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Living with BPD: the facts

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Living with BPD: the facts

Borderline personality disorder (BPD) is a widely misunderstood and stigmatised illness.

According to Stephanie who has lived with BPD for almost ten years, some people do not understand or even accept that it is an illness. The symptoms of distress associated with BPD can often be dismissed as attention-seeking which creates further stigma.

‘While the symptoms of borderline personality disorder can be quite diverse, for me it was an irrational and impulsive response to different situations,’ says Stephanie.

‘I was very black and white.

‘One minute I could be totally fine then something would trigger me into a complete suicidal episode and a 24-hour downward spiral.’

Commonly known symptoms include distressing emotional states, difficulty in relationships, fears of abandonment and recurring suicidal or self-harming behaviour. However, people with BPD can also experience an unclear sense of self, impulsive actions, emotional instability, periods of intense anger and difficultly controlling it, paranoid thinking, feelings of emptiness, and dissociation or a disconnection from their own thoughts, feelings and memories.

But, just because someone shows one or two of these symptoms, it does not mean they have BPD. Receiving a diagnosis of BPD can be a complex process and not everyone who receives a diagnosis of BPD presents in the same way.

Symptoms often begin in adolescence or early adulthood. It is estimated that between one and four per cent of the population are affected by BPD. The causes of the condition are not yet fully understood, but are likely to be a combination of biological and environmental factors.

If you or someone you care for has been diagnosed with BPD, this can be a time filled with a lot of conflicting feelings. Receiving a diagnosis can help to explain symptoms but at times a diagnosis can also be confronting.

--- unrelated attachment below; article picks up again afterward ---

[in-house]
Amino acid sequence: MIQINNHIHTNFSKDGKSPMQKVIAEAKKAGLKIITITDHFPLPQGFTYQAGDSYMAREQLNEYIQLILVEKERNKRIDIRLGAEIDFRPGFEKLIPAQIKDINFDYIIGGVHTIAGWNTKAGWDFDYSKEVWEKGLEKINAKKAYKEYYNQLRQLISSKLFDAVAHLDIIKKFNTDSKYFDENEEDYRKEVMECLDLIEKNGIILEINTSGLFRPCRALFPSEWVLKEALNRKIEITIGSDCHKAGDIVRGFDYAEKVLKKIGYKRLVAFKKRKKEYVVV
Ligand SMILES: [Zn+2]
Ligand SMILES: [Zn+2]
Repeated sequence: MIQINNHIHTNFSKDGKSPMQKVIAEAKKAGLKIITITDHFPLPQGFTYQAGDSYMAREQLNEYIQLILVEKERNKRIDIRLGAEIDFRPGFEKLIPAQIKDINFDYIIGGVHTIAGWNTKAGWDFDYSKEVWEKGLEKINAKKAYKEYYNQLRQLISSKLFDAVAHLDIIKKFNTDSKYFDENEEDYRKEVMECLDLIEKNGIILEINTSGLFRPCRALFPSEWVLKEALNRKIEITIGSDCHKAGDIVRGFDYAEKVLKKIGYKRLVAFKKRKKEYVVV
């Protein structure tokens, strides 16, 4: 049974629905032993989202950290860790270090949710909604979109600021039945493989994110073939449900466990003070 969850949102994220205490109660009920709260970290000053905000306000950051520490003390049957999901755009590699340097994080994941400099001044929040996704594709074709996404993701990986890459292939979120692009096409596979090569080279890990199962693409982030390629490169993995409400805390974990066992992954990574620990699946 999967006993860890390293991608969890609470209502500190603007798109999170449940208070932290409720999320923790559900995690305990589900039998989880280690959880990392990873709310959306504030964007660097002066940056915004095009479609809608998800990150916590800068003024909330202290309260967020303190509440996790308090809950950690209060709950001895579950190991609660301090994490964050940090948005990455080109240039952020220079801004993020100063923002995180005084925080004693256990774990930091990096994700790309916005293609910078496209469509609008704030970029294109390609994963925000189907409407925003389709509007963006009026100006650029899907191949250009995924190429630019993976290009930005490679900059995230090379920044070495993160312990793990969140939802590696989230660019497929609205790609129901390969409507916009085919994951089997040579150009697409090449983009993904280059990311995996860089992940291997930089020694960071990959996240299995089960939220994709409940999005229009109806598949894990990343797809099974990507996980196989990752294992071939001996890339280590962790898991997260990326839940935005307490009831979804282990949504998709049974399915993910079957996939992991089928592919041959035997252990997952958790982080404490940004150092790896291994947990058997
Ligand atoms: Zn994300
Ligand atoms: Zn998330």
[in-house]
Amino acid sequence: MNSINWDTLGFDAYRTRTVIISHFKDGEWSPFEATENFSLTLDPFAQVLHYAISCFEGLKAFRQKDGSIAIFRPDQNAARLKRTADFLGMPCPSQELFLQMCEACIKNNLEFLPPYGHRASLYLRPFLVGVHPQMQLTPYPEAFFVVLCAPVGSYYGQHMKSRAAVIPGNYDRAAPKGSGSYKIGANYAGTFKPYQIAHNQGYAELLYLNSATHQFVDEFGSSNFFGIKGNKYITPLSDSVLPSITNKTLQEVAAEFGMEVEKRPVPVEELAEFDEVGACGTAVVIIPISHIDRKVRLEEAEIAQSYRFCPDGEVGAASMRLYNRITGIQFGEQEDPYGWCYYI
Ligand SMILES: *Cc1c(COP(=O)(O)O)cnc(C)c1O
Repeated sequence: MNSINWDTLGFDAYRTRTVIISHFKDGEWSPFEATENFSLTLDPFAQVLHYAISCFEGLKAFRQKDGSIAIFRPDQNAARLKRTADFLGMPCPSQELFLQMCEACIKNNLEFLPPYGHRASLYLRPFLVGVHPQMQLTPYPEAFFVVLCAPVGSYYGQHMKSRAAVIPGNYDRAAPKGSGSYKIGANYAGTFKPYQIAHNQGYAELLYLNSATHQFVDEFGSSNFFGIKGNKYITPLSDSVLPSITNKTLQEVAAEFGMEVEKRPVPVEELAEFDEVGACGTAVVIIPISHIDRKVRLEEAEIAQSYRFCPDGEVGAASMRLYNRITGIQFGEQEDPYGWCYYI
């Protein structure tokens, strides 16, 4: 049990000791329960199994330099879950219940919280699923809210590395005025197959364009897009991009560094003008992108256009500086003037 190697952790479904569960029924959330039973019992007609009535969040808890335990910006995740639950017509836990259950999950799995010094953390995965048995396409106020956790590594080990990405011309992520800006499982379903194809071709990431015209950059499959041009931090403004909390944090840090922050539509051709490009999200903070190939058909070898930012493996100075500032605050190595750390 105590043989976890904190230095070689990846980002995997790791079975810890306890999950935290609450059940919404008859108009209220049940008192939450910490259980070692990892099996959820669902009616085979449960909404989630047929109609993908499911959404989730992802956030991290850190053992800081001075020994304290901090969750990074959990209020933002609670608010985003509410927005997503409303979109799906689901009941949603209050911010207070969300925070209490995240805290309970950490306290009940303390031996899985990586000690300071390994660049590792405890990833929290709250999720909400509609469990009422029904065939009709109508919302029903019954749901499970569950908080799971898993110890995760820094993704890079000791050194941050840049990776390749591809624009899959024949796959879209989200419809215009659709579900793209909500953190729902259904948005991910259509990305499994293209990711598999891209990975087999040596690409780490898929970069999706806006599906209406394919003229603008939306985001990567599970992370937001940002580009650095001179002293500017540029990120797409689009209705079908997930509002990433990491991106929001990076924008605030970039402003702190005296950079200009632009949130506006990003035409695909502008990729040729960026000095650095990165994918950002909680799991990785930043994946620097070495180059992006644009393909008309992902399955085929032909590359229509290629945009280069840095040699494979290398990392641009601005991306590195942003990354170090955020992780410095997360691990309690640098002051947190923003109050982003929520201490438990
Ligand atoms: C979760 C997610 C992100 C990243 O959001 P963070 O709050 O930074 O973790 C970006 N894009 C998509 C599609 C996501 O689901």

The important thing here is not the diagnosis or 'label'. Being given a diagnosis does not define you or your loved one. The diagnosis is a way of describing a set of symptoms that enables effective communication between professionals and the planning of treatment.

BPD is not only overwhelming for people living with the illness, but can also lead to fatigue in carers and health professionals, and a sense that BPD is hard to control.

‘Supporting someone with a mental illness is definitely challenging,’ says Stephanie.

‘Your family and closest friends feel they should be able to support and love you no matter what, but you really test that.’

Stephanie has nothing but praise for her family and her partner who she credits for helping her through the tough times.

‘My loved ones have been amazing and I am so grateful,’ she says.

‘My partner has been incredibly patient with me and he’s taken the time to learn my triggers.

'He’ll hide under the blankets with me until I’ve calmed down.

'He knows not to say anything. He knows just to be there.’

A common misconception is that BPD is not a ‘real’ mental illness, rather the symptoms are personality flaws. Stephanie’s story and the experiences of thousands of Australian’s, shows that BPD is in fact a real condition.

Another misconception is that as BPD is a personality disorder that cannot be treated, or that in general the condition is resistant to treatment. Unfortunately, this misconception can prevent people seeking help.

There are effective treatment options available for BPD. With the help of psychological therapies people can recover and learn how to manage their symptoms.

Despite their differences in approach, therapies for BPD share common features. The therapist and client are committed to work together in an in equal partnership. The therapist pays attention to the client’s needs, emotions, thoughts, and current challenges. The client agrees to play an active role in therapy by working with the therapist and making choices that will boost recovery.

As shown in Stephanie’s video for the Thriving Communities awareness campaign BPD is a real mental illness that affects thousands of Australians. But importantly it is possible for people to recover from BPD and live a productive, meaningful life.

For more information about this illness see SANE’s Guide to BPD.

More to read . . .

Stephanie's video . . .

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